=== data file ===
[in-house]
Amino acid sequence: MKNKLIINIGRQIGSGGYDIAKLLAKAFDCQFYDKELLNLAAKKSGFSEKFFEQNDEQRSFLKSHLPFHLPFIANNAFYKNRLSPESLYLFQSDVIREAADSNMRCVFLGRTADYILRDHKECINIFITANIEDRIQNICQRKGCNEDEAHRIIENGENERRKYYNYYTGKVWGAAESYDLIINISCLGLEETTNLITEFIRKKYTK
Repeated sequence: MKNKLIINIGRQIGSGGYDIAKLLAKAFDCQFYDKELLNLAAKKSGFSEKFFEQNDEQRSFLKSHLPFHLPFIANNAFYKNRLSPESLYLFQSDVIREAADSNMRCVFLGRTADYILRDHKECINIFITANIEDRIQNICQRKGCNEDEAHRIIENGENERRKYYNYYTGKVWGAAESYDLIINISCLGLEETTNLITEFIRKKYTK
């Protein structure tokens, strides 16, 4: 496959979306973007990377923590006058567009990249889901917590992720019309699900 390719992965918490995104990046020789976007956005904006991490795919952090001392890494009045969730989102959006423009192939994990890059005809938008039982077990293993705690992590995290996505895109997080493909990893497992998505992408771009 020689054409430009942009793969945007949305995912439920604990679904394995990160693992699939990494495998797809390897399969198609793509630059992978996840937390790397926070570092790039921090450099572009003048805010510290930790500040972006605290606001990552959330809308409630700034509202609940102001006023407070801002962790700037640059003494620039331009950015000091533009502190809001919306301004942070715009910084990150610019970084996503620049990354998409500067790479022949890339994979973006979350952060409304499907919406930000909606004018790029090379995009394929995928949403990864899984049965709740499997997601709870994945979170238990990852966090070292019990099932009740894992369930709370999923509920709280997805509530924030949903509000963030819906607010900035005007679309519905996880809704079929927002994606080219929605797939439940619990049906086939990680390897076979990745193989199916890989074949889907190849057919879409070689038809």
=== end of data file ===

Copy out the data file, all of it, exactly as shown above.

[in-house]
Amino acid sequence: MKNKLIINIGRQIGSGGYDIAKLLAKAFDCQFYDKELLNLAAKKSGFSEKFFEQNDEQRSFLKSHLPFHLPFIANNAFYKNRLSPESLYLFQSDVIREAADSNMRCVFLGRTADYILRDHKECINIFITANIEDRIQNICQRKGCNEDEAHRIIENGENERRKYYNYYTGKVWGAAESYDLIINISCLGLEETTNLITEFIRKKYTK
Repeated sequence: MKNKLIINIGRQIGSGGYDIAKLLAKAFDCQFYDKELLNLAAKKSGFSEKFFEQNDEQRSFLKSHLPFHLPFIANNAFYKNRLSPESLYLFQSDVIREAADSNMRCVFLGRTADYILRDHKECINIFITANIEDRIQNICQRKGCNEDEAHRIIENGENERRKYYNYYTGKVWGAAESYDLIINISCLGLEETTNLITEFIRKKYTK
């Protein structure tokens, strides 16, 4: 496959979306973007990377923590006058567009990249889901917590992720019309699900 390719992965918490995104990046020789976007956005904006991490795919952090001392890494009045969730989102959006423009192939994990890059005809938008039982077990293993705690992590995290996505895109997080493909990893497992998505992408771009 020689054409430009942009793969945007949305995912439920604990679904394995990160693992699939990494495998797809390897399969198609793509630059992978996840937390790397926070570092790039921090450099572009003048805010510290930790500040972006605290606001990552959330809308409630700034509202609940102001006023407070801002962790700037640059003494620039331009950015000091533009502190809001919306301004942070715009910084990150610019970084996503620049990354998409500067790479022949890339994979973006979350952060409304499907919406930000909606004018790029090379995009394929995928949403990864899984049965709740499997997601709870994945979170238990990852966090070292019990099932009740894992369930709370999923509920709280997805509530924030949903509000963030819906607010900035005007679309519905996880809704079929927002994606080219929605797939439940619990049906086939990680390897076979990745193989199916890989074949889907190849057919879409070689038809």